|GNU/Linux Utopia Main Screen|
|Mozilla Firefox (IceCat)|
|Abiword and OpenOffice.org Calc|
This distribution is one that packs everything and the kitchen sink. (Side note: there appear to be inconsistencies in the panel item tool-tips, as most are written in Spanish but some are in English.) Looking into the "Internet" category showed the following applications present, among others: Transmission and Deluge, Pidgin, Empathy, Ekiga, aMSN, Gajim (seriously? FIVE IM clients?), GNU IceCat, Liferea, and Seamonkey. IceCat is a rebranded version of Mozilla Firefox, similar to Iceweasel. I was happy to see that most codecs are included out-of-the-box.
Even in the "Office" category, both OpenOffice.org and GNOME Office (Abiword and Gnumeric) are included (though this is a bit more common). While these programs do work, I'm a bit confused as to how Writer/Web is different from Writer. I tried both, and the former just looks like the latter without the dark-gray border around the page.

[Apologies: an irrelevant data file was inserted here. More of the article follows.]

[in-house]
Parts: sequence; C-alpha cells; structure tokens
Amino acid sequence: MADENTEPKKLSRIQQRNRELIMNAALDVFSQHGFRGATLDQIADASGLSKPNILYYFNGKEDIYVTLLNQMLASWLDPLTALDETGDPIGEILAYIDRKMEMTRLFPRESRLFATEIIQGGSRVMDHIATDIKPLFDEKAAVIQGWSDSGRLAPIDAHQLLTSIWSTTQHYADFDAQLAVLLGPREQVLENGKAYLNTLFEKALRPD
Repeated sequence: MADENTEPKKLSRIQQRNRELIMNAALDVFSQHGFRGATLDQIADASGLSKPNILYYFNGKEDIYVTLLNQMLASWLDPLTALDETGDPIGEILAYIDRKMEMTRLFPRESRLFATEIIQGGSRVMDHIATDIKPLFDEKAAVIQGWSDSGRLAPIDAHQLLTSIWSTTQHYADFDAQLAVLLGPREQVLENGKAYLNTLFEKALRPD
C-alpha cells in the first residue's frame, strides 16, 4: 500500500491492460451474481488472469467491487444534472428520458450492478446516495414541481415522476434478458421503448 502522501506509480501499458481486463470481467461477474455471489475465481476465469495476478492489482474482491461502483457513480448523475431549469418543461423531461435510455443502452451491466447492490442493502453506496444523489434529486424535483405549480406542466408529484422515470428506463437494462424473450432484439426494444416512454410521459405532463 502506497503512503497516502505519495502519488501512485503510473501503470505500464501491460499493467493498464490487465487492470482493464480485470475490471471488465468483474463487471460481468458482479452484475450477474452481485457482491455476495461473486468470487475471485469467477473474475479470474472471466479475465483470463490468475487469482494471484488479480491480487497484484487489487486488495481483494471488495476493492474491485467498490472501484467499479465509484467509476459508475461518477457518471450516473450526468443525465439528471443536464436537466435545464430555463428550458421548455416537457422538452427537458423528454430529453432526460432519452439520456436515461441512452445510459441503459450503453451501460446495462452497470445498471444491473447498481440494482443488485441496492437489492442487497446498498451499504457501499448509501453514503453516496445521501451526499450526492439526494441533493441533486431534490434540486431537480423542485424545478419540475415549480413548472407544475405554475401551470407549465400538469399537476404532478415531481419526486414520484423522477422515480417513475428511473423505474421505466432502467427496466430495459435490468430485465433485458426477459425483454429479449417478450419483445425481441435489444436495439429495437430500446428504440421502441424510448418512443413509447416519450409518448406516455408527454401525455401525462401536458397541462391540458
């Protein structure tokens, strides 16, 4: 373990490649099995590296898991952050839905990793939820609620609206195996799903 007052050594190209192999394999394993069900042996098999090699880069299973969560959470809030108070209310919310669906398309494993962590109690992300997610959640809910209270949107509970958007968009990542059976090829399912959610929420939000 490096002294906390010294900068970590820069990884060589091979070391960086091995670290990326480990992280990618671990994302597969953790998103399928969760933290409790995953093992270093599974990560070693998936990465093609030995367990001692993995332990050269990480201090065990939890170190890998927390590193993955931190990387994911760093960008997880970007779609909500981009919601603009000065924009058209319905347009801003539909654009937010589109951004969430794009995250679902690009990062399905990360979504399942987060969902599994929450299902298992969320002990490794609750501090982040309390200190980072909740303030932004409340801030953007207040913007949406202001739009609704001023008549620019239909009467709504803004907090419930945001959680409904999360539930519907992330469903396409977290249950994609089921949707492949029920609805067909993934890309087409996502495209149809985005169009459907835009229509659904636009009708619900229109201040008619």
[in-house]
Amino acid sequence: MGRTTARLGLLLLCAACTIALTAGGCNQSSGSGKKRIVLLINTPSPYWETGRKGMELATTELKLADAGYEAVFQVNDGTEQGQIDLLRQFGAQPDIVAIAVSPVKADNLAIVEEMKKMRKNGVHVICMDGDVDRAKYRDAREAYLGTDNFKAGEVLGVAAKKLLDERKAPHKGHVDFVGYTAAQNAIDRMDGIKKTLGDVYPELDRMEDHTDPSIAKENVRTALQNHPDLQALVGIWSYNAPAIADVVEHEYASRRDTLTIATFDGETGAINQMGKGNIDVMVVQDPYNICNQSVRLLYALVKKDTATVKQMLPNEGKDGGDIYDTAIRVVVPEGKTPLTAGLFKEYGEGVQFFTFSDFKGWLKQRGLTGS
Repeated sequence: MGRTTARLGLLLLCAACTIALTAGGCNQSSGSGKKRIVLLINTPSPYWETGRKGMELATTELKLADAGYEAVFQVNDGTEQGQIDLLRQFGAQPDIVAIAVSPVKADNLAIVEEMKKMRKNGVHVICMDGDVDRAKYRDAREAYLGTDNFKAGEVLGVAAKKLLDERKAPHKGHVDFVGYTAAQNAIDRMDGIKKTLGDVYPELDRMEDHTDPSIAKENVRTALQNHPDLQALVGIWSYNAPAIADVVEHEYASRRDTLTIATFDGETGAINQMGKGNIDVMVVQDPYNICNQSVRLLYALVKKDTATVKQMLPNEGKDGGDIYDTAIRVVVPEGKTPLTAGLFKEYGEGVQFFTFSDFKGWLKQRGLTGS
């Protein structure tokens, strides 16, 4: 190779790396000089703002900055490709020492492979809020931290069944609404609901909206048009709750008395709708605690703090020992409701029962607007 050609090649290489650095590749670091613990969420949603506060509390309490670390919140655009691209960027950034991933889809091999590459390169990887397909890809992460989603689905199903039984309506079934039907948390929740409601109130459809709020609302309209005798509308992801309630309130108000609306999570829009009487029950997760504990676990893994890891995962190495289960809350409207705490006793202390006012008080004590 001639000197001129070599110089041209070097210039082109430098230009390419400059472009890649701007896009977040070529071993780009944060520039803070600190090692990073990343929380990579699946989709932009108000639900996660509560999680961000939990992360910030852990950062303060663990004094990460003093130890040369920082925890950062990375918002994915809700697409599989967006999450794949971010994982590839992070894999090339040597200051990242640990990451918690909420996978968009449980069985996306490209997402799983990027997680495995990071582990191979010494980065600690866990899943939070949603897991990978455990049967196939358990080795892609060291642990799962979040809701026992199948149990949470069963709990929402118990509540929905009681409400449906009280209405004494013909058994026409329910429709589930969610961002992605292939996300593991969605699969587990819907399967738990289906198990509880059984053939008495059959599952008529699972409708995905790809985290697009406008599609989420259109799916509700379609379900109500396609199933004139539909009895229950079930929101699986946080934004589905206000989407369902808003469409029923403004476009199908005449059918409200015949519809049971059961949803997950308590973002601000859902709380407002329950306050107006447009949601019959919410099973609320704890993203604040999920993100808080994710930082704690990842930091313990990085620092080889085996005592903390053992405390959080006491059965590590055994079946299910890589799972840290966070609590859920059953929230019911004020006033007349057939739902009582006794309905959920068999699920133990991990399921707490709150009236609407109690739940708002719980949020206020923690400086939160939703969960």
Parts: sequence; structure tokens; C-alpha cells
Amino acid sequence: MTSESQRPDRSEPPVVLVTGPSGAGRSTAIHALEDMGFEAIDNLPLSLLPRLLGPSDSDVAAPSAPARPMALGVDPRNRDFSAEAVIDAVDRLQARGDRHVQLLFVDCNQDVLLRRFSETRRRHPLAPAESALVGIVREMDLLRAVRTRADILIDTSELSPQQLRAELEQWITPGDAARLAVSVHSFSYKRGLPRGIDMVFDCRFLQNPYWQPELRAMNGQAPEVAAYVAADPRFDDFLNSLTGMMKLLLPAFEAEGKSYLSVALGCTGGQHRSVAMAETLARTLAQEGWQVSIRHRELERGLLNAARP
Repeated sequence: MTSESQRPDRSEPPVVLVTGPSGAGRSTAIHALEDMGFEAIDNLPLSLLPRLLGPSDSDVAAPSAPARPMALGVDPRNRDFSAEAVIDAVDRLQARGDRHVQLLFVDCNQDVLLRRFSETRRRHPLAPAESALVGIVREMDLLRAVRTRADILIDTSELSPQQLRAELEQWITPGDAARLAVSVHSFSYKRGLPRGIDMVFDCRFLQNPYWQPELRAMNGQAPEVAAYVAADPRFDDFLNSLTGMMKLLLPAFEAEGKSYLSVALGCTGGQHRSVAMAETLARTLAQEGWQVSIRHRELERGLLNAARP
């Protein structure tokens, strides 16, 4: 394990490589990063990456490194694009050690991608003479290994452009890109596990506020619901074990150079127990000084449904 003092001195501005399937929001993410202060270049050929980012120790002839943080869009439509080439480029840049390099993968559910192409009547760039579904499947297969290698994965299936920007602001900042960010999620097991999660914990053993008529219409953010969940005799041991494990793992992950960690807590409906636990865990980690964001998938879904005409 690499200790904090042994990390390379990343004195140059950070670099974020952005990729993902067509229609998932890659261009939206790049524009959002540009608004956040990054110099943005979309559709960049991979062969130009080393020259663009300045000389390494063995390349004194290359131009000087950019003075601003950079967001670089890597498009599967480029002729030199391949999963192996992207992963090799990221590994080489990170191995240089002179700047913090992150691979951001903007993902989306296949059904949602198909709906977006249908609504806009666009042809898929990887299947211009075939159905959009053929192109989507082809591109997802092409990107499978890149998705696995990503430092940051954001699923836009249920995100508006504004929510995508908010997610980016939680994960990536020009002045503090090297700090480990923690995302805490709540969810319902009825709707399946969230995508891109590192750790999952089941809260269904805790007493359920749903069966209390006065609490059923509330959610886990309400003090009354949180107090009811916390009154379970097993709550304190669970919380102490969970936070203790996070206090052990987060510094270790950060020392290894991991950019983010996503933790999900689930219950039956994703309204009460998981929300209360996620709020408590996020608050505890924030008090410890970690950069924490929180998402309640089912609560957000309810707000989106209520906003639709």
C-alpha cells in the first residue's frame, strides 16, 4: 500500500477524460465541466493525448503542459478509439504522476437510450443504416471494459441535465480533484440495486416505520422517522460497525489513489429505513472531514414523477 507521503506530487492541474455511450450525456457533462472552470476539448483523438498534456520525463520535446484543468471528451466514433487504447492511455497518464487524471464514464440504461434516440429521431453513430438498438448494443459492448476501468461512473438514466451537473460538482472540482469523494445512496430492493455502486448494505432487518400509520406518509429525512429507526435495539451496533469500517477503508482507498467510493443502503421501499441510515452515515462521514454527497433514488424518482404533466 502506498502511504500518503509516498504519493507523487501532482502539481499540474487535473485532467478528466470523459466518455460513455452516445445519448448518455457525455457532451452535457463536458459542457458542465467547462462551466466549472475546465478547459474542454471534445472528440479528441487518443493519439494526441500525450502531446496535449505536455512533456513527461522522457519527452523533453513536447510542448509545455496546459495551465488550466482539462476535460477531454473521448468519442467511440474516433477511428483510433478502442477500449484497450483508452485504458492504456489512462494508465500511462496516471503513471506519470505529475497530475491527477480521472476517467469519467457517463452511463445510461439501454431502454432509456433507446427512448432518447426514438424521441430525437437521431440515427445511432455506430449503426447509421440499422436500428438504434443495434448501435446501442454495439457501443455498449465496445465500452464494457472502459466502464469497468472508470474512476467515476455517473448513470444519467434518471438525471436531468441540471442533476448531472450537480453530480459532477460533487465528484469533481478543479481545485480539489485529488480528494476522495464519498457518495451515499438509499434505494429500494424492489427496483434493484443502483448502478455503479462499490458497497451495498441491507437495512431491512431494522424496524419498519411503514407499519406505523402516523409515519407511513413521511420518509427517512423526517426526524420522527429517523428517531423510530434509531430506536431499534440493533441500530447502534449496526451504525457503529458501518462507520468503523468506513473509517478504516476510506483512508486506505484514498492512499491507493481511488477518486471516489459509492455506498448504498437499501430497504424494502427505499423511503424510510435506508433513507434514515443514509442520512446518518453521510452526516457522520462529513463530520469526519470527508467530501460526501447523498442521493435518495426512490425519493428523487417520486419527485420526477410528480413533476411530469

The "Sound and Video" category is really the epitome of the "everything and the kitchen sink" mentality, as there are Audacious, Audacity, Avidemux, Audio Converter (I'm not sure what the actual program name is), DVD Styler, Cheese, MPlayer, Goggles DVD player, a CD song ripping program, Handbrake, Kino, MeTV, VLC, and Xine. Whew!
Other than that, this is a fairly standard GNOME distribution (though there are other goodies like Emerald, Compiz Fusion, and other utilities). That said, there doesn't appear to be any graphical package management tool. How about gslapt-get (a package manager for Slackware based on Synaptic with dependency management (something Slackware lacks out-of-the-box))? Would that be too hard?
Logging out, I saw options for KDE and Enlightenment (another very pretty WM). I tried both, and unfortunately, for some reason (written in Spanish), neither worked. Oh well.
I think this is a great way to introduce Spanish-speaking users to Slackware without shocking them with the nasty manual configuration stuff (although the installer is still pure Slackware). That said, I would like to know exactly what the issue is with KDE/Enlightment for future reference. Overall, I think it's a good distribution, and it's certainly given me confidence to try out more involved distributions like Slackware (and maybe even Arch, because that's supposed to just be a harder version of Debian Standard, which I've already used successfully (I guess)). Thanks for the tip, Manuel! I hope you enjoyed this!